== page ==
Nearly six months after China showcased its One Belt One Road (OBOR) program to the world through an international presentation, aimed at propelling China to the centre of international economy and diplomacy, four countries including India are coming together to provide a counterweight.
After months of speculation, India, US, Japan and Australia are looking to come together to form a 'Quadrilateral' against OBOR. After being proposed publicly by US, Japan, India and now Australia have responded to stitching up a 10-year-old and dormant diplomatic alliance.
It was US secretary of state, Rex Tillerson, who for the first time alluded to such a diplomatic partnership shaping up a few months ago.
In a question and answer session following his speech, Tillerson mentioned China specifically and talked about how it had devised plans for the host countries, where construction works were to take place, which "oftentimes has very subtle triggers in the financing that results in financing default and the conversion of debt to equity."
While issuing this warning, Tillerson went on to say, "We think it’s important that we begin to develop some means of countering that with alternative financing measures, financing structures. And during the East Asia Summit – Ministerial Summit in August, we began a quiet conversation with others about what they were experiencing, what they need, and we’re starting a quiet conversation in a multilateral way with: How can we create alternative financing mechanisms? We will not be able to compete with the kind of terms that China offers, and – but countries have to decide: What are they willing to pay to secure their sovereignty and their future control of their economies? And we’ve had those discussions with them, as well."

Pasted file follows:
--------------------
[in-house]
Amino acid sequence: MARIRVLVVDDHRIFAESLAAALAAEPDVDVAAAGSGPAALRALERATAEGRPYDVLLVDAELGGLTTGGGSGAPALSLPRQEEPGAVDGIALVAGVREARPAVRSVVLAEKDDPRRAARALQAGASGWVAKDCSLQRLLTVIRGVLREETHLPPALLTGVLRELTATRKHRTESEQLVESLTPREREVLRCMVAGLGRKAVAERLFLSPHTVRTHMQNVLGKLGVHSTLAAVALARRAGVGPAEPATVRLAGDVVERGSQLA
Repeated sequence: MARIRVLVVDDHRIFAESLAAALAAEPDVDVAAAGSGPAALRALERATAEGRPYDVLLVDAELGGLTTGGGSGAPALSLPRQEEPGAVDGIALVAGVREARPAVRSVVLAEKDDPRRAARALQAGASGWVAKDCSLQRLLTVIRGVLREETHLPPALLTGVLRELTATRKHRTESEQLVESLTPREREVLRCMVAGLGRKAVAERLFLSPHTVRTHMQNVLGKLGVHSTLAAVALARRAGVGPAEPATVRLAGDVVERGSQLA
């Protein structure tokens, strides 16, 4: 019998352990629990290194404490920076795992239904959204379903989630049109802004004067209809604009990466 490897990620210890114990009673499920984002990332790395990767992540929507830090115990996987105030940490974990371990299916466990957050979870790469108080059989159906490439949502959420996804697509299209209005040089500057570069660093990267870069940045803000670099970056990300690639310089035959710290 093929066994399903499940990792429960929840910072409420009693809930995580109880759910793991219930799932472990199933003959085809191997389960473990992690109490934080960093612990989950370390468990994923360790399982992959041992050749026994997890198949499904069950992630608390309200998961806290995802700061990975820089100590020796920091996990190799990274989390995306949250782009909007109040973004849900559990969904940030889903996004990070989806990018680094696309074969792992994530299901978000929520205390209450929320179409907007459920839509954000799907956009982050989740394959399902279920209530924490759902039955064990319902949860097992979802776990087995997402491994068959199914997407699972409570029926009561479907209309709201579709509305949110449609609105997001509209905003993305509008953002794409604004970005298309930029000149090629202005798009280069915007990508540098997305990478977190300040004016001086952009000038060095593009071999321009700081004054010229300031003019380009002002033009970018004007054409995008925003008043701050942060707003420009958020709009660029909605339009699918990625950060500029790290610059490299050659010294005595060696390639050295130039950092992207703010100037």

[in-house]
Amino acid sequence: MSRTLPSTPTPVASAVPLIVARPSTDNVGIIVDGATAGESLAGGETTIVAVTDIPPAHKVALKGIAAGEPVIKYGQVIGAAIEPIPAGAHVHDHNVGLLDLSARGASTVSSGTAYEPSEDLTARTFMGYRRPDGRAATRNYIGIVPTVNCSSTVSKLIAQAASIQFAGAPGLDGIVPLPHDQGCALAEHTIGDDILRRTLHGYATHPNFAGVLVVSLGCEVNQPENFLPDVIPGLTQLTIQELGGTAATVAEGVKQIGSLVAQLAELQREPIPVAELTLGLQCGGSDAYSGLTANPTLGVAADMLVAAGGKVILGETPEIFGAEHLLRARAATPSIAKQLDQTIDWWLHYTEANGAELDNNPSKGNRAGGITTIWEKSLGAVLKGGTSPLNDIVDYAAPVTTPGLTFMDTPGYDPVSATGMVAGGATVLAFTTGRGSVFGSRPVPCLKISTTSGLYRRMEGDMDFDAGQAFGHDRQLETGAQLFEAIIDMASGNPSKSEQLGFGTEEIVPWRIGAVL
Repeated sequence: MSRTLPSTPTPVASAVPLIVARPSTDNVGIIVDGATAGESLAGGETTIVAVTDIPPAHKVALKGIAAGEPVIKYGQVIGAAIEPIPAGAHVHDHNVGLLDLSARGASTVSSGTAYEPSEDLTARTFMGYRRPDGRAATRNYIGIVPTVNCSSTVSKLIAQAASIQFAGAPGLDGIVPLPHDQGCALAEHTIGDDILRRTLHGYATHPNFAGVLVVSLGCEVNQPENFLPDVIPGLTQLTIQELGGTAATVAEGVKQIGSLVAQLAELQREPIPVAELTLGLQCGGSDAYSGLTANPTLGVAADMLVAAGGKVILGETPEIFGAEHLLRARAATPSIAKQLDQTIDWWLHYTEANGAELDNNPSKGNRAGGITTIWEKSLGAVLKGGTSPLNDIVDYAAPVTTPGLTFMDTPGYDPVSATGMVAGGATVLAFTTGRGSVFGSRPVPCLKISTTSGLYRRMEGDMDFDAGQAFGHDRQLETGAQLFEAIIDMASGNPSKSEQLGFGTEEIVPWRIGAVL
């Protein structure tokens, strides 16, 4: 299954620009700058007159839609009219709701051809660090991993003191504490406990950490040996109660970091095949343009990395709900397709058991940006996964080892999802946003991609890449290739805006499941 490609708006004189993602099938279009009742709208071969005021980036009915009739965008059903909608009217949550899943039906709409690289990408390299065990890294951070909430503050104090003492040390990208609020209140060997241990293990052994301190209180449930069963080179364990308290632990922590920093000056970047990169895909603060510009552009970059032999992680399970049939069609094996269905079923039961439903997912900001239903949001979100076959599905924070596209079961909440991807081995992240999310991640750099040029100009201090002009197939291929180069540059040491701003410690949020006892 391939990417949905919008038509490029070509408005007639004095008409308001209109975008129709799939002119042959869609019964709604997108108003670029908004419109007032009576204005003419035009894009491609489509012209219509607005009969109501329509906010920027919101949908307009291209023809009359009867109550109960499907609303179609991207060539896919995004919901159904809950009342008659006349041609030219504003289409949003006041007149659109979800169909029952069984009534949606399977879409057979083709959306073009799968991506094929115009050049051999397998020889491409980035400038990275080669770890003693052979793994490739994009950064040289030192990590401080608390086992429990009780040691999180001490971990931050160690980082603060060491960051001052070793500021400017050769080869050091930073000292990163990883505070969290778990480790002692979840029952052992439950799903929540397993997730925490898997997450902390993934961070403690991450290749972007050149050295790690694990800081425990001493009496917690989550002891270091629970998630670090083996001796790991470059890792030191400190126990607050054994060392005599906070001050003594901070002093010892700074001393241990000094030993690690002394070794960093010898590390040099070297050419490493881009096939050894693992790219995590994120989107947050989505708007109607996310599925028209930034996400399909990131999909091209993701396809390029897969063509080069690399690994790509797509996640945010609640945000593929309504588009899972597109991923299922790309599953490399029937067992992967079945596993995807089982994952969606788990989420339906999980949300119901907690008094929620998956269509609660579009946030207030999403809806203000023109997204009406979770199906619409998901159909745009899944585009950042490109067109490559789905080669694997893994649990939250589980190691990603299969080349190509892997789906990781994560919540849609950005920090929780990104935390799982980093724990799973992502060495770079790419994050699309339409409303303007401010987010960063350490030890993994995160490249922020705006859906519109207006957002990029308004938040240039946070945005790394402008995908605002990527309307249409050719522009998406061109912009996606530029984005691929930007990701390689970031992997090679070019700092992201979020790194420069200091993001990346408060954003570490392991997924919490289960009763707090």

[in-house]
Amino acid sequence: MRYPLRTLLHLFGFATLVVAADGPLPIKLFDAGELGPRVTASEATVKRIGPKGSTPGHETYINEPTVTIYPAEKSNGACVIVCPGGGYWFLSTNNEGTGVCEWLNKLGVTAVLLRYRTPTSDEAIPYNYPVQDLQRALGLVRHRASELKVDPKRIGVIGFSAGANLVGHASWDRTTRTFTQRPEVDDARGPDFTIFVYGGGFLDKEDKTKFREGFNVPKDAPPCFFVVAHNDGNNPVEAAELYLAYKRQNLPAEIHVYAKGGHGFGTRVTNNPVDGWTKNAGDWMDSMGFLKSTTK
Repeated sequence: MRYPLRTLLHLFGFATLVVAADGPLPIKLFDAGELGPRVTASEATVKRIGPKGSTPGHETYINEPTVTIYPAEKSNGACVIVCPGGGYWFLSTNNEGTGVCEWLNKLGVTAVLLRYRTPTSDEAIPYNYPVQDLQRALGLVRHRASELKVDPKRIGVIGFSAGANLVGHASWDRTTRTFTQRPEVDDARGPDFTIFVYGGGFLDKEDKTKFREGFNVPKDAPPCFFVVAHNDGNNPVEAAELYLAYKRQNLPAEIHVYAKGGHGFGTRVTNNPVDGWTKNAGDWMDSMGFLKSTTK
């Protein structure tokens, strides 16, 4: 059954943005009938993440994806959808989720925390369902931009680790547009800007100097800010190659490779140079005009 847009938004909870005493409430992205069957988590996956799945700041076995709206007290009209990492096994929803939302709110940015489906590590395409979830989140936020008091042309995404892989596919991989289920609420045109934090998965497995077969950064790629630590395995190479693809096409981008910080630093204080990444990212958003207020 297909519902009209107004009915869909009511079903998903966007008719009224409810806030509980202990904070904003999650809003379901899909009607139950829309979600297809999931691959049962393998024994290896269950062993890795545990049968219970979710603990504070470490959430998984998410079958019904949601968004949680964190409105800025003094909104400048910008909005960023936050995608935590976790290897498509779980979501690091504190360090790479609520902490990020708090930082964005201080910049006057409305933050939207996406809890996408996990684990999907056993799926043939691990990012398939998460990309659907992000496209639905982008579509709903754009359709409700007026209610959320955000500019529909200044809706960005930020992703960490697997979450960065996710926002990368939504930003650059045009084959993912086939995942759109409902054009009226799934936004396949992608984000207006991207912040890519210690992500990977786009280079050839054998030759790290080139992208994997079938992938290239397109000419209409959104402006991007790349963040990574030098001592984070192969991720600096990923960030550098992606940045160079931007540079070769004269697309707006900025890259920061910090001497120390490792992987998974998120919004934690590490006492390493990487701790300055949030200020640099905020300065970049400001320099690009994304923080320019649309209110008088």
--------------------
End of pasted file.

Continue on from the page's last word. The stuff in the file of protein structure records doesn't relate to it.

This is was a direct allusion to the Quadrilateral which, following Tillerson, Japanese foreign minister Tara Kono, while being interviewed by Nikkei Asian Review, spelt out clearly.
He said that Japan will propose a "top-level dialogue with the US, India and Australia” to promote "free trade and defence cooperation" across the Indian Ocean.
'The proposition would be aimed at counteracting China's aggressive maritime expansion under its Belt and Road initiative. China's plans would cement a sphere of influence for Beijing well beyond Asia,” the website went on to state.
India has so far not given any hype to the significance of the budding diplomatic conclave. A day after Japanese foreign minister spoke about building the alliance, India’s External Affairs spokesperson, Raveesh Kumar, speaking to the press, said, “India is open to working with like-minded countries on issues that advance our interests and promote our viewpoint. We are not rigid in this regard.”
He went on to state that India was already a part of several trilateral alliances and talks. “We have been doing India-US-Japan (talks) for many years and recently India-Japan-Australia. We also have India-Afghanistan-Iran and we are looking to hold the India-US-Afghanistan meeting. All these meetings are conducted at various levels.”
However, the fact is that India, apart from Bhutan, which doesn’t have a diplomatic engagement with China, is the only South Asian country not to have allied with China on its OBOR program, and has in this regard isolated itself.
All of India’s neighbours – Pakistan, Nepal, Sri Lanka, Bangladesh, Maldives and Myanmar – have entered into agreements or negotiations with China on its OBOR program.
This has put India in a position in which it would need to ally with the only other South Asian power that also hasn’t joined OBOR, and that is Japan, which has launched its own version of OBOR, called “Partnership for Quality Infrastructure”.
Which is why, to counter OBOR - a translational development program bigger than the one undertaken by 19th century British empire, joining the diplomatic initiative launched by its natural ally – Japan, in coordination with US and Australia makes quite a lot of sense for India.